⦁ What to focus on and why?
I started my journey in eLearning as a trained teacher specialising in educational technology. I was taught to be a ‘good’ teacher who can help schools and subject teachers to optimise “the theory and practice of design, development, ultilization, management and evaluation of processes and resources for learning”- The Association for Educational Communication & Technology ( AECT)’ s definition of Instructional Technology in 1994.
In 2007, AECT revised the definition and added some key words to highlight technology–supported teaching and learning, such as research, ethical practice, facilitation, learning performance, and technological processes. It defines
“educational technology is the study and ethical practice of facilitating learning and improving performance by creating, using and managing appropriate technological processes and resources” (AECT’s 2007 definition).
These keywords are familiar and relevant to people providing professional services or leadership in teaching and learning, learning design, educational technology implementation, digital transformation, online education production and management, regardless of learning context, K12, higher education, or corporate.
The definition from AECT’s 2007 definition and the relevant commentary has been a small encyclopedia for many professionals in educational technology and instructional design. As an eLearning practitioner, it is essential to understand the study and ethical application of research and practices of planning and implementing and to evaluate the effective use of educational technologies. For instructors, it serves as a snapshot and authority of the professional field to aspire to.
In my professional and academic practices in the last decade, I was informed by the holistic view and integrative approaches in enhancing teaching and learning in the digital age. After a few years working in research, industry, and professional service in digital learning, I was able to bring my qualification knowledge, as emphasised in AECT’s 2007 definition, to a Master of eLearning course and a Graduate Certificate of Higher Education Academic Practices course as a learning designer, subject developer, and educator.
The course architecture developed by my colleagues at HELI aligns with my understanding of eLearning’s fundamental and requisite knowledge and skillsets. The subjects have a consistent learning design experience across all courses being delivered at HELI. Hence, I could focus on providing further innovation, update, and teaching to enhance scalable connected learning experiences. I am confident that when learners complete the course, they will be able to gain significant knowledge in the below pyramid areas in eLearning.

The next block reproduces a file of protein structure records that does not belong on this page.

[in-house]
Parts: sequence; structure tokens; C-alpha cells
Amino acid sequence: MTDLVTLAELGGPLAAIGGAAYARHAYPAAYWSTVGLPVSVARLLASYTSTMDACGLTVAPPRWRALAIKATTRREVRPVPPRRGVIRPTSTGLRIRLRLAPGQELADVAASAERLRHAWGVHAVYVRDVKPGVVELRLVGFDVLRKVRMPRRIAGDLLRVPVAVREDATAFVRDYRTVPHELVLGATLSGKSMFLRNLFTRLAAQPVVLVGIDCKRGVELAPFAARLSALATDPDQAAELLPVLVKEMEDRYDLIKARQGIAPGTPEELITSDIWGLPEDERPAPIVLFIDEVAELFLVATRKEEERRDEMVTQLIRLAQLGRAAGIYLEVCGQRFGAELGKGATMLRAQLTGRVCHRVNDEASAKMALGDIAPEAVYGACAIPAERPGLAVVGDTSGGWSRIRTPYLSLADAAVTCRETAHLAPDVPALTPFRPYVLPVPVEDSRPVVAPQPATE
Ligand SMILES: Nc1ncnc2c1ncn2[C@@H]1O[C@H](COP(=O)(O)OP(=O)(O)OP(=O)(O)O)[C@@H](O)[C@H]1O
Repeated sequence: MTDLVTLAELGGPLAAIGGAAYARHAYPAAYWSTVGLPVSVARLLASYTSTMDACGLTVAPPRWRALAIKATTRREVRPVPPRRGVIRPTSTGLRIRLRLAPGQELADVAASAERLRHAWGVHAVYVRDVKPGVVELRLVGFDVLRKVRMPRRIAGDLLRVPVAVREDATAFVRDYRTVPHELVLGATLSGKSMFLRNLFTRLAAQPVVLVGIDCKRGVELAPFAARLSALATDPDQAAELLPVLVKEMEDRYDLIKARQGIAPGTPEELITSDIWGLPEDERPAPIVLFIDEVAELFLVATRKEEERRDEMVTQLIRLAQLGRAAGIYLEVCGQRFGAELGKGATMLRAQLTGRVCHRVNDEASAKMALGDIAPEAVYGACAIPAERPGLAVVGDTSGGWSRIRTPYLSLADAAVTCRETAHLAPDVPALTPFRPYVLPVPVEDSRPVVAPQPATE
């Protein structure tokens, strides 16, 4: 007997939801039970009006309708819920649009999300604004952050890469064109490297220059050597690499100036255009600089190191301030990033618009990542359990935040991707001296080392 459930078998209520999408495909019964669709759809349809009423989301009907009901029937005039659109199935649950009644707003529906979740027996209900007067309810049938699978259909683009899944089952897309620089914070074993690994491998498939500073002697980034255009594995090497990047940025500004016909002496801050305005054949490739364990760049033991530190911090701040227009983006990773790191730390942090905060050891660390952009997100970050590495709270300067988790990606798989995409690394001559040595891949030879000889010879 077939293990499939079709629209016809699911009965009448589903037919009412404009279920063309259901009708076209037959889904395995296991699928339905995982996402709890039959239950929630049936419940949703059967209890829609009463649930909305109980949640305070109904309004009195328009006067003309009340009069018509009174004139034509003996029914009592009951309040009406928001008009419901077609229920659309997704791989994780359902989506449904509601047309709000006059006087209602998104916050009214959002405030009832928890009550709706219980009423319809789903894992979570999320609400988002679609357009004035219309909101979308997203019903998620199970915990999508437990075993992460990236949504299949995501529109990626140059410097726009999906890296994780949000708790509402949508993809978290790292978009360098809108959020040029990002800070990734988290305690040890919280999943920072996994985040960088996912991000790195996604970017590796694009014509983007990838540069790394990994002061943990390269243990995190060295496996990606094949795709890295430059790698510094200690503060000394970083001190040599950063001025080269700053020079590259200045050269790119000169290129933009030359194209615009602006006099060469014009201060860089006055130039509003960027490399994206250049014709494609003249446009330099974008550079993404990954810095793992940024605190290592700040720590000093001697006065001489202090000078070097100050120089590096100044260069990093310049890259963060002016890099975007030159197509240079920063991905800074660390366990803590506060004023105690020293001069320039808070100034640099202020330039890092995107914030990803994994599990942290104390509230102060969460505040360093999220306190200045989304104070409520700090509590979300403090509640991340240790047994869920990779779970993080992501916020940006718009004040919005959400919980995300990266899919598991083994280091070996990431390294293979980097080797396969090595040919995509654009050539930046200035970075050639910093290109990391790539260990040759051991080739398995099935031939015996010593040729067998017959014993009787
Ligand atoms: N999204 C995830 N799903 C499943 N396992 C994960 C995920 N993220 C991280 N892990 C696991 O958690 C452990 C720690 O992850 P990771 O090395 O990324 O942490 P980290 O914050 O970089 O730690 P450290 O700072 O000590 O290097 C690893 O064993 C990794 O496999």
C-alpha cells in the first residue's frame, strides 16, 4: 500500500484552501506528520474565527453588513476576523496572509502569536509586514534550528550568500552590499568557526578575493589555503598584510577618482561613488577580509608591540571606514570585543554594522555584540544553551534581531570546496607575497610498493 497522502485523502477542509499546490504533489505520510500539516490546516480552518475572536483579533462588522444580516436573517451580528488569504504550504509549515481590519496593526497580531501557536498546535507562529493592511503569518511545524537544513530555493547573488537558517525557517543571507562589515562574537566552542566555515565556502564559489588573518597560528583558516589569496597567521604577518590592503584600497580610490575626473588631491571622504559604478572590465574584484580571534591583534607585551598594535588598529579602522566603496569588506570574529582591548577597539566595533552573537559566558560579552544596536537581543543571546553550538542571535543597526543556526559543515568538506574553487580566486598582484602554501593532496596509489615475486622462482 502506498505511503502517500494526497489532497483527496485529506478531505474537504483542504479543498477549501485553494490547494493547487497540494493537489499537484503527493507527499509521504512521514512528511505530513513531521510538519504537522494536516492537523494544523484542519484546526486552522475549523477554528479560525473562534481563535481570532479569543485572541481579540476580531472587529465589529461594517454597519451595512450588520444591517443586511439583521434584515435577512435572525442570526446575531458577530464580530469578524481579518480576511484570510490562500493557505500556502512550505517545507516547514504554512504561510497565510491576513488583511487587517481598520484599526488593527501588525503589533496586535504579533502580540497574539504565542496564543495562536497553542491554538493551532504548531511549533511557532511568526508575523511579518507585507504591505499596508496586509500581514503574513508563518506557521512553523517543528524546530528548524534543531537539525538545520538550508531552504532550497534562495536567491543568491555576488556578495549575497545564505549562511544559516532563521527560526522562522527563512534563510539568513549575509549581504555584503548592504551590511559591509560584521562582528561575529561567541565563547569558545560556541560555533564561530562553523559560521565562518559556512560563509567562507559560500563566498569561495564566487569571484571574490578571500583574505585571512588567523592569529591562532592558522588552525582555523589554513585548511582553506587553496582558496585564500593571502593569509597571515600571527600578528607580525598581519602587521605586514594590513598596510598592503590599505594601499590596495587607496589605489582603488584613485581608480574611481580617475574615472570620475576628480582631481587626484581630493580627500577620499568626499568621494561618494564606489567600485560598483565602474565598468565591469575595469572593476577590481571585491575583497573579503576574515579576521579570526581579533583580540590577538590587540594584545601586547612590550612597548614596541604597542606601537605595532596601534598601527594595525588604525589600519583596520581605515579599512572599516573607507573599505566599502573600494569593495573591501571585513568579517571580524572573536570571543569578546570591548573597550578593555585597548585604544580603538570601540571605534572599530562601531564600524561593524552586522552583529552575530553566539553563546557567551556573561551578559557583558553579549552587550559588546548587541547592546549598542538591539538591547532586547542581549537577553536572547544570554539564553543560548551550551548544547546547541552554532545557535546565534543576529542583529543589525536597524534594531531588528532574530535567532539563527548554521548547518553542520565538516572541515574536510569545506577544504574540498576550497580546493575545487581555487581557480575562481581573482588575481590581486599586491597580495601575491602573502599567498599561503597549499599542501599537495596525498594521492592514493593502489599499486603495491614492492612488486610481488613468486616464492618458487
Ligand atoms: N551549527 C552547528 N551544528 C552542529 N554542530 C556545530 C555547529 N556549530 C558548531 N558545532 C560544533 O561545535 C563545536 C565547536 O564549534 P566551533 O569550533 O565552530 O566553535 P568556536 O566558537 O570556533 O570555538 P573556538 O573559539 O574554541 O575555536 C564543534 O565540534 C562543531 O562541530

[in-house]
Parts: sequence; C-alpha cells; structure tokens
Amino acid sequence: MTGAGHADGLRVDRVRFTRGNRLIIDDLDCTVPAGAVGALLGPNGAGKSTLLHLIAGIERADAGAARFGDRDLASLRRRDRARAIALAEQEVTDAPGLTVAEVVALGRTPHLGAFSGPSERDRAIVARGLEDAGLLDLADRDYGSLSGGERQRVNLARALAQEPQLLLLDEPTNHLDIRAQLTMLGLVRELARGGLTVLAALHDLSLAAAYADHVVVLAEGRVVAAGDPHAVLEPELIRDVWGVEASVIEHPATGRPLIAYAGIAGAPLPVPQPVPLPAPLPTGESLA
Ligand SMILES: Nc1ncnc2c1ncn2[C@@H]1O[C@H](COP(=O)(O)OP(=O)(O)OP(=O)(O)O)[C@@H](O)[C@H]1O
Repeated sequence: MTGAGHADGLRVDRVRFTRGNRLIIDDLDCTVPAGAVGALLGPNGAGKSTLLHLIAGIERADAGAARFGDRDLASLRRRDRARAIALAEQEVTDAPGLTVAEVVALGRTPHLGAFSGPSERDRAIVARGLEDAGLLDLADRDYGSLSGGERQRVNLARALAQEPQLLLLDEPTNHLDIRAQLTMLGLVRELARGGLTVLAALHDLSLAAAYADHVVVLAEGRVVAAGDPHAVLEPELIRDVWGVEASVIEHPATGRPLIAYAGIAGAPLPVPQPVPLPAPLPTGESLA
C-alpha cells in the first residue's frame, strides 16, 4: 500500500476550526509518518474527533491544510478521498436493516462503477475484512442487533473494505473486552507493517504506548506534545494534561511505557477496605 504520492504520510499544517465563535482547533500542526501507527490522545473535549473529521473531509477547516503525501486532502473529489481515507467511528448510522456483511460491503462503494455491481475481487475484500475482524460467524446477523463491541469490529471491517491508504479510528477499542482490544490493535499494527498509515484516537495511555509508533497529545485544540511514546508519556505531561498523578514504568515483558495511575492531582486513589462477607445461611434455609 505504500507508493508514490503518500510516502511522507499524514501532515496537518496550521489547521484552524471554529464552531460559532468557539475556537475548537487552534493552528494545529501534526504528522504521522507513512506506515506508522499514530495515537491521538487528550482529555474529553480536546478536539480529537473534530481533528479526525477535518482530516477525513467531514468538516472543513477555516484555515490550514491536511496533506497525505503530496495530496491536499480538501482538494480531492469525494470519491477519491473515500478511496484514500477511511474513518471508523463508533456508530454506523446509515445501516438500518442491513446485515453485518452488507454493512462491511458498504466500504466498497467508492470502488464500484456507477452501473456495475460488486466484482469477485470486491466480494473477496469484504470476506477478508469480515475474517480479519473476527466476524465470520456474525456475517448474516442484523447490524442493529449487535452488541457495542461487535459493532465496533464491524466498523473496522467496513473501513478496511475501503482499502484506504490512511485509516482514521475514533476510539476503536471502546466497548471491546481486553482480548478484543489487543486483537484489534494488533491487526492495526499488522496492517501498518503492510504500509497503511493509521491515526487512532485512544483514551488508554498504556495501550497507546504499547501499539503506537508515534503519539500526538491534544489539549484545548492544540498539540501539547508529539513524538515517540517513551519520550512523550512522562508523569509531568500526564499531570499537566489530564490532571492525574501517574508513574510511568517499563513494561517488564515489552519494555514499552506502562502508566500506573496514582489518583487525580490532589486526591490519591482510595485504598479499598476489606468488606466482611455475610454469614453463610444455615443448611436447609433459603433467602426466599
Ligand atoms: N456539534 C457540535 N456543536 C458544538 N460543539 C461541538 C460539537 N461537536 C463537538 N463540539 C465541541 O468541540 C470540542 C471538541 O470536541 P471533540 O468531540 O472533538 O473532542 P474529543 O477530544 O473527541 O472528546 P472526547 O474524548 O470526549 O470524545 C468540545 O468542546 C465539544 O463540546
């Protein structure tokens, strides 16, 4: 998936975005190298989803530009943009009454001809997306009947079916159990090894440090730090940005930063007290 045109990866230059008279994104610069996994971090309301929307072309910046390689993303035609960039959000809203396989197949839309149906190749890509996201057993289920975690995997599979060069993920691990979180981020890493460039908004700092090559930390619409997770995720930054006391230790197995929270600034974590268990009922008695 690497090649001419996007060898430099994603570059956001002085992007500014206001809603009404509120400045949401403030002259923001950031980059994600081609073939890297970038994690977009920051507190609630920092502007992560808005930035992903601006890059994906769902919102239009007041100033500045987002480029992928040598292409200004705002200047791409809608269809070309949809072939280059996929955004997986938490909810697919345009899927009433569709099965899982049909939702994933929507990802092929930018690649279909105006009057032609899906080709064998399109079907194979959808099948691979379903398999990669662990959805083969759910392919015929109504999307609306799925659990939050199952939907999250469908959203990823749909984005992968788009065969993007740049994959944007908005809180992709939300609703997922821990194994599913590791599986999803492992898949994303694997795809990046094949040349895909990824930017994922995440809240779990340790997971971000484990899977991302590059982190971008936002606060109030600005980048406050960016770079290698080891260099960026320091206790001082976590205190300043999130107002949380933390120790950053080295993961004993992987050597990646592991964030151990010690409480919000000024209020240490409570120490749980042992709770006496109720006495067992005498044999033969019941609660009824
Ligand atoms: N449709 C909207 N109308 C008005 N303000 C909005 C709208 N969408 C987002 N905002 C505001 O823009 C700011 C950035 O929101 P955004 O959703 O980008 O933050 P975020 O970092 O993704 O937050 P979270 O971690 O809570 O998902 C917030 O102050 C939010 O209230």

eLearning Skillset – created by Dr Spice Wang
More details of the course architecture and the subject details can be found on the website (NEW HELI COURSE WEBSITE). You’ll know we are in a good position to help our learners prepare for future skills in eLearning, especially gaining more confidence in bringing ‘technology’ and ‘education’ together to make a real impact in learning.
Yes, we are in a digital age. Online teaching and learning communities have discussed a lot about how technology can enable education in the past few years. We will continue to explore the possibilities and innovations technologies can bring to our lives and future generations. However, now is also a good time not to focus on technology but on evidence-based practices in understanding how learning happens and how education providers build an environment to allow educators to provide differentiated instructions and meaningful learning pathways.
In March 2022, I noticed the Definition and Terminology Committee of AECT issued a new definition for Educational technology : 
 New definition
Educational technology is the study and ethical application of theory, research, and best practices to advance knowledge as well as mediate and improve learning and performance through the strategic design, management and implementation of learning and instructional processes and resources. (retrieved from AECT in March 2022)

According to this definition, educational technology should be focused on research, implementation, resource development, and instructional process (design and delivery). This holistic view shows how a digital learning/educational technology team may lead digital learning initiatives through a strategic plan, design, and management of digital and human resources.
Like the 1994 and 2007 definitions, it still focuses on learning performances, but the word “technology” is not there anymore. I believe this is a just-in-time change. As we see many ‘new technologies’ emerge in education (e.g. AI, machine learning, micro-credentialing, blockchain, ePortfolio), we need more evidence-based practices and strategies in bringing pedagogy, business, people, and process together, ideally with scalability and sustainability. We will continue to contribute more chaos than a learning solution until we focus on this change.
I am fortunate to be part of this transformation and work with talented people who are experts in higher education, industry, or business leadership. I am also motivated by many learners in my classes who are experts in many domains of education or business and seek further improvement in educational innovation and transformation in the digital age. We learn and embrace the affordance of eLearning together through collaboration and inspiration, focusing on quality, integrity, and future possibility.